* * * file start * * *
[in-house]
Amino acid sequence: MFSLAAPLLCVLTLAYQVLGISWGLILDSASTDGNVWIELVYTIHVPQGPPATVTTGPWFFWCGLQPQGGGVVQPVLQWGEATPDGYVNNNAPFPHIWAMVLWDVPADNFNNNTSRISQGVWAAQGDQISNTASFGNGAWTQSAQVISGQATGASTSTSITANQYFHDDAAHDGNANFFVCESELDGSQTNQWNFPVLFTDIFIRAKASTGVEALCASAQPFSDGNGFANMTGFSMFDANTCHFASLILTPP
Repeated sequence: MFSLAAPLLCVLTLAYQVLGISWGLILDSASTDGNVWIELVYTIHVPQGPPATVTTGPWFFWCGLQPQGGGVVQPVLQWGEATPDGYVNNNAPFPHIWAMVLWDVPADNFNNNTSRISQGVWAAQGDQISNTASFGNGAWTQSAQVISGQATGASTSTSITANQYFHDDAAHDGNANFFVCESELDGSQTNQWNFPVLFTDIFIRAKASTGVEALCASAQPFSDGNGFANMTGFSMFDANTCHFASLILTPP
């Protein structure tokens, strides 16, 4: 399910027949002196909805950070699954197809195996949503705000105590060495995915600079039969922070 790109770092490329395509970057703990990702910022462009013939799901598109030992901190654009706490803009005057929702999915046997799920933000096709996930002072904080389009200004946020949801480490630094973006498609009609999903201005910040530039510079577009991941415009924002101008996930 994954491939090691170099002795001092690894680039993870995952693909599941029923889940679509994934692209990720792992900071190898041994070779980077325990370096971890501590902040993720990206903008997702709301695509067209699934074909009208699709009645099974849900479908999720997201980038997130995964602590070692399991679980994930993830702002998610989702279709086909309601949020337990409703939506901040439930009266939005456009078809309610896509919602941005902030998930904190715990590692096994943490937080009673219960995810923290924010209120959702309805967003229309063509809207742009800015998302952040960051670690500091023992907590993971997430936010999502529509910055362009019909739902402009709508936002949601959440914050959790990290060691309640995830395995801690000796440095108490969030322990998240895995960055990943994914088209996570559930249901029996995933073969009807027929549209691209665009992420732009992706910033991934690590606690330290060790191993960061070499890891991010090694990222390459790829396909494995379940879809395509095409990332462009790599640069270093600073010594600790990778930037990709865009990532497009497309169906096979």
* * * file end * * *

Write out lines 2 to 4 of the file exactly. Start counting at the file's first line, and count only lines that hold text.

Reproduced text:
Amino acid sequence: MFSLAAPLLCVLTLAYQVLGISWGLILDSASTDGNVWIELVYTIHVPQGPPATVTTGPWFFWCGLQPQGGGVVQPVLQWGEATPDGYVNNNAPFPHIWAMVLWDVPADNFNNNTSRISQGVWAAQGDQISNTASFGNGAWTQSAQVISGQATGASTSTSITANQYFHDDAAHDGNANFFVCESELDGSQTNQWNFPVLFTDIFIRAKASTGVEALCASAQPFSDGNGFANMTGFSMFDANTCHFASLILTPP
Repeated sequence: MFSLAAPLLCVLTLAYQVLGISWGLILDSASTDGNVWIELVYTIHVPQGPPATVTTGPWFFWCGLQPQGGGVVQPVLQWGEATPDGYVNNNAPFPHIWAMVLWDVPADNFNNNTSRISQGVWAAQGDQISNTASFGNGAWTQSAQVISGQATGASTSTSITANQYFHDDAAHDGNANFFVCESELDGSQTNQWNFPVLFTDIFIRAKASTGVEALCASAQPFSDGNGFANMTGFSMFDANTCHFASLILTPP
């Protein structure tokens, strides 16, 4: 399910027949002196909805950070699954197809195996949503705000105590060495995915600079039969922070 790109770092490329395509970057703990990702910022462009013939799901598109030992901190654009706490803009005057929702999915046997799920933000096709996930002072904080389009200004946020949801480490630094973006498609009609999903201005910040530039510079577009991941415009924002101008996930 994954491939090691170099002795001092690894680039993870995952693909599941029923889940679509994934692209990720792992900071190898041994070779980077325990370096971890501590902040993720990206903008997702709301695509067209699934074909009208699709009645099974849900479908999720997201980038997130995964602590070692399991679980994930993830702002998610989702279709086909309601949020337990409703939506901040439930009266939005456009078809309610896509919602941005902030998930904190715990590692096994943490937080009673219960995810923290924010209120959702309805967003229309063509809207742009800015998302952040960051670690500091023992907590993971997430936010999502529509910055362009019909739902402009709508936002949601959440914050959790990290060691309640995830395995801690000796440095108490969030322990998240895995960055990943994914088209996570559930249901029996995933073969009807027929549209691209665009992420732009992706910033991934690590606690330290060790191993960061070499890891991010090694990222390459790829396909494995379940879809395509095409990332462009790599640069270093600073010594600790990778930037990709865009990532497009497309169906096979």